Indonesian President Joko Widodo, who is sworn in for a second term, is awaiting a series of challenges, the most serious of which are the country's territorial integrity, growing debt and slowing economic growth.
The most recent challenge facing the famous President Jockey in his second five-year term is the rise of the separatist movement in the province of Papua and West Papua.
The separatist advocacy is active through the United Movement for the Liberation of West Papua (ULIMO) outside the country, and through its local arm, the National Organization for West Papua (PNI), and the so-called Papua Independence Organization, which calls for a referendum to decide the fate of Papua, which finds support in Western countries .
This represents the most serious threat to the country's unity in 15 years, since the separatist armed conflict in Aceh ended in the 2004 tsunami, and Papua is more serious than Aceh, with Papua and West Papua accounting for about 22 percent of the country.
Papua leaders and other civil society organizations and organizations across Indonesia are calling on the government to quickly contain tension in Papua, which has seen sporadic violence and riots over the past two months that has killed dozens and burned houses and buildings in several towns.
|Leaders of separatist movement in West Papua find Western voices supporting them (Reuters)|
Jockey's economic challenge is no less serious than the preservation of territorial integrity, with IMF forecasts last week suggesting a 5% drop in GDP growth next year.
Vice President Yusuf Kalla, who ended his term yesterday, said the hardest economic growth for President Jockey during his second term, noting that the indicators of the global economy and the trade war between the United States and China and tensions in the Arab world push him to pessimistic future economic growth in his country.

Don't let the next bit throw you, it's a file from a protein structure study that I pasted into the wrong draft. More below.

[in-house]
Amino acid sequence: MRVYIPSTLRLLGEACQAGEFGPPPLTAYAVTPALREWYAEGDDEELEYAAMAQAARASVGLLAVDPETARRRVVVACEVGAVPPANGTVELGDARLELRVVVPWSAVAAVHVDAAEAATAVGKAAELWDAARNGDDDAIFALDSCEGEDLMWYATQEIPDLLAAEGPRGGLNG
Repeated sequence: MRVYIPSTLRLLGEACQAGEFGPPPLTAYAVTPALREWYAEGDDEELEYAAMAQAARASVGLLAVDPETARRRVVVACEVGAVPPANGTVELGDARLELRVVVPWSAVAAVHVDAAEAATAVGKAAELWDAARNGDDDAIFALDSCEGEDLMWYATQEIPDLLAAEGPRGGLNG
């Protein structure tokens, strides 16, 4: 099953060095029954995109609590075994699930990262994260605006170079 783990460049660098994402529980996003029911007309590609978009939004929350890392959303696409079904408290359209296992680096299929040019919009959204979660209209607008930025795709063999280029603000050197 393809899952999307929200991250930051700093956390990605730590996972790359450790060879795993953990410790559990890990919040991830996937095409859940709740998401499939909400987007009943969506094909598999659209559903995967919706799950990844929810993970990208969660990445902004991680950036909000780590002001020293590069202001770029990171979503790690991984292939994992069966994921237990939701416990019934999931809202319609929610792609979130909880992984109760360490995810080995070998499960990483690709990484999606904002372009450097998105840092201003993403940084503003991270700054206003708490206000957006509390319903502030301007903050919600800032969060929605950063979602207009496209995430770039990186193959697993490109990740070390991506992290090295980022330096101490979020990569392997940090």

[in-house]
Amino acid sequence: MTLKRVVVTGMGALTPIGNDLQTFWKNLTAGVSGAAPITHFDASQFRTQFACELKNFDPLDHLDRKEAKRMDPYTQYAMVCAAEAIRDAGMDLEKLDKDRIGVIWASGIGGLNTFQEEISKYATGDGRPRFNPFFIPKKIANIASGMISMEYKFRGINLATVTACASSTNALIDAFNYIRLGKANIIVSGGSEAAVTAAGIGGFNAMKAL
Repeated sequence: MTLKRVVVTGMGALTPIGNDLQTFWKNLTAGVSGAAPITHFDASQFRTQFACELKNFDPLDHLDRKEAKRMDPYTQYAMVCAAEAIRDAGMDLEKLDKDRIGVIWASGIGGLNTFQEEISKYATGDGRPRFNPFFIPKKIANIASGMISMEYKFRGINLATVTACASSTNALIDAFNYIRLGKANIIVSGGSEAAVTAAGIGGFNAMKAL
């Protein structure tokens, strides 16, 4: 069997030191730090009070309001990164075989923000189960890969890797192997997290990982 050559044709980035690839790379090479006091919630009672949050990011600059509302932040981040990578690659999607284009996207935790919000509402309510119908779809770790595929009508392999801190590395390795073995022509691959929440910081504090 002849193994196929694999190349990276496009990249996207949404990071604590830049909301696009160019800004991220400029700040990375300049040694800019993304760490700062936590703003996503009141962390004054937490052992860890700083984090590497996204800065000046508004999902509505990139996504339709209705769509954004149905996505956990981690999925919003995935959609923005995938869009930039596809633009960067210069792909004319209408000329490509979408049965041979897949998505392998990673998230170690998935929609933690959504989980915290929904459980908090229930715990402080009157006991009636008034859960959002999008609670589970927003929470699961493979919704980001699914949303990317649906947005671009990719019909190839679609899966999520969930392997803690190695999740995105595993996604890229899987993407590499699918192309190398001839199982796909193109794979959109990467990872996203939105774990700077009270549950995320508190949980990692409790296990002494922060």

Related to the figures released by the Central Bank last month, which indicates that the external debt rose to an unprecedented level, reaching 395.3 billion US dollars by mid-July, almost half of the government debt ($ 194.5 billion) and the rest of the loans to the private sector, representing 36.2% of GDP.
|The length of the drought helped to ignite forest fires (Anatolia)|
Drought and fires
There are environmental issues affecting tens of millions of Indonesians, most notably the drought due to the scarcity of rain that led to the scarcity of water in many provinces, with the prolongation of this year's dry season for nearly six months in a precedent not seen in many years.
This led to the ease of arson or arson for commercial and productive purposes on the islands of Kalimantan and Sumatra, devouring up to 328 thousand hectares, according to the National Committee to deal with the effects of disasters.
Environmental activists, including those working for the Wahi Organization for Environmental Protection, report that the burning of forests was later linked to palm plantations, which contributed to a good financial return for their owners, but that environmental pollution, high temperatures and drying of groundwater sources for rural residents surrounding farms Palm oil.
With the president announcing his intention to relocate the capital from Jakarta to eastern Kalimantan island, environmental organizations have raised many questions about how to preserve the environment when constructing the new capital, and how it could hurt green areas in two eastern provinces like Kalimantan.
|Side of the student demonstrations (Anatolia)|
The demands of the student movement have been growing in recent weeks - the most prominent in nearly two decades - for a presidential decree repealing or amending the amended anti-corruption law passed at the end of the previous legislative session last month, which student movement leaders and legal experts describe as weakening the role of the anti-corruption body.
Cases of financial and administrative corruption among local officials - provincial governors, governors, city governors, legislators, etc. - have risen from 62 in 2015 to 260 last year, and about 60 in the first half of this year.
In an interview last week, the Civil Society Alliance issued a warning warning that Indonesian democracy "has witnessed in the past five years of the Jokoi era the consolidation of the power of the wealthy minority influential in state administration and the electoral process."
The coalition criticized the current election law, as well as "the violence that has been met by journalists or critical opinion, and the efforts of parliament and the current government to amend the constitution to reinstate what is known as the orientations of the state."